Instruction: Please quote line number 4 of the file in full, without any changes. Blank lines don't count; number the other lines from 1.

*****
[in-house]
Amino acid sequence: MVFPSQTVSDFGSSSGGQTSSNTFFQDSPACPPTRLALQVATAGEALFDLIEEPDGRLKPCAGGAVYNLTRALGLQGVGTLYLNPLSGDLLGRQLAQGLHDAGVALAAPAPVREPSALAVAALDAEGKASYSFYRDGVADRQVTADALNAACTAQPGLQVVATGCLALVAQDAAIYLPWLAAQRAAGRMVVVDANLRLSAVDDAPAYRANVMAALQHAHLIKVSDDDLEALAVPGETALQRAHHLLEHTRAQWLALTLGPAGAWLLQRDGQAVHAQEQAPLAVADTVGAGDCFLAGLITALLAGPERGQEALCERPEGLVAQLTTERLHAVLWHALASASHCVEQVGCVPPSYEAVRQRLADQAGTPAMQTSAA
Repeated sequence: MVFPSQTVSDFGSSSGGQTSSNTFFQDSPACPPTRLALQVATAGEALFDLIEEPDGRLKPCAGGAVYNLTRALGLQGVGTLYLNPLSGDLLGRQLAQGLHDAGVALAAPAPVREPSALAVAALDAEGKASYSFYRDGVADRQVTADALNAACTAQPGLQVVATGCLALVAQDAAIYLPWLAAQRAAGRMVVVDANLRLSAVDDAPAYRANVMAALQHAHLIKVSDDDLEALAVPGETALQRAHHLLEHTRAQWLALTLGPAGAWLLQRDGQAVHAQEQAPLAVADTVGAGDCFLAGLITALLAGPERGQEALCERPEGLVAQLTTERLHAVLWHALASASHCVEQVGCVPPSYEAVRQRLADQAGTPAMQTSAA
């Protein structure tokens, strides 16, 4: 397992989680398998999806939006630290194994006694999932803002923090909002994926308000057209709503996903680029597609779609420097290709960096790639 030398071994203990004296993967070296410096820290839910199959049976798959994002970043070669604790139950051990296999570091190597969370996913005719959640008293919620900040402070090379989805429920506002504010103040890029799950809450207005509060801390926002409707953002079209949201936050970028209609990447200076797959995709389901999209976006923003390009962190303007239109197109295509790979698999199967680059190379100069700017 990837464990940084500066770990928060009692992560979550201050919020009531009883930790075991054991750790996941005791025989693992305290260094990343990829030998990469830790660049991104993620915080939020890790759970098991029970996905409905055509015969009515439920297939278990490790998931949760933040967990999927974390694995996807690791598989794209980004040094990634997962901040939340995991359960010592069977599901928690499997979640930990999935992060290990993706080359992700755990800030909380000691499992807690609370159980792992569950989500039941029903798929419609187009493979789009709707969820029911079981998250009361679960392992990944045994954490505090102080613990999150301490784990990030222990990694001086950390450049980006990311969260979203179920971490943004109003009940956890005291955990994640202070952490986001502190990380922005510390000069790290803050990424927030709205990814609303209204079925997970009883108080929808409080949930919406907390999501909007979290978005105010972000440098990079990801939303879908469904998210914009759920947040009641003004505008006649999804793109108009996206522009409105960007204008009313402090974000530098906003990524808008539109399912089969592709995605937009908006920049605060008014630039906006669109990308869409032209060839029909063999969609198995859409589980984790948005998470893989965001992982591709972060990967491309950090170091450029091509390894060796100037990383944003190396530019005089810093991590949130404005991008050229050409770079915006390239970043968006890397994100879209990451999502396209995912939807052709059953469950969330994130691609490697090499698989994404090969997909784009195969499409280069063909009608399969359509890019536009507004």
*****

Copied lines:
């Protein structure tokens, strides 16, 4: 397992989680398998999806939006630290194994006694999932803002923090909002994926308000057209709503996903680029597609779609420097290709960096790639 030398071994203990004296993967070296410096820290839910199959049976798959994002970043070669604790139950051990296999570091190597969370996913005719959640008293919620900040402070090379989805429920506002504010103040890029799950809450207005509060801390926002409707953002079209949201936050970028209609990447200076797959995709389901999209976006923003390009962190303007239109197109295509790979698999199967680059190379100069700017 990837464990940084500066770990928060009692992560979550201050919020009531009883930790075991054991750790996941005791025989693992305290260094990343990829030998990469830790660049991104993620915080939020890790759970098991029970996905409905055509015969009515439920297939278990490790998931949760933040967990999927974390694995996807690791598989794209980004040094990634997962901040939340995991359960010592069977599901928690499997979640930990999935992060290990993706080359992700755990800030909380000691499992807690609370159980792992569950989500039941029903798929419609187009493979789009709707969820029911079981998250009361679960392992990944045994954490505090102080613990999150301490784990990030222990990694001086950390450049980006990311969260979203179920971490943004109003009940956890005291955990994640202070952490986001502190990380922005510390000069790290803050990424927030709205990814609303209204079925997970009883108080929808409080949930919406907390999501909007979290978005105010972000440098990079990801939303879908469904998210914009759920947040009641003004505008006649999804793109108009996206522009409105960007204008009313402090974000530098906003990524808008539109399912089969592709995605937009908006920049605060008014630039906006669109990308869409032209060839029909063999969609198995859409589980984790948005998470893989965001992982591709972060990967491309950090170091450029091509390894060796100037990383944003190396530019005089810093991590949130404005991008050229050409770079915006390239970043968006890397994100879209990451999502396209995912939807052709059953469950969330994130691609490697090499698989994404090969997909784009195969499409280069063909009608399969359509890019536009507004």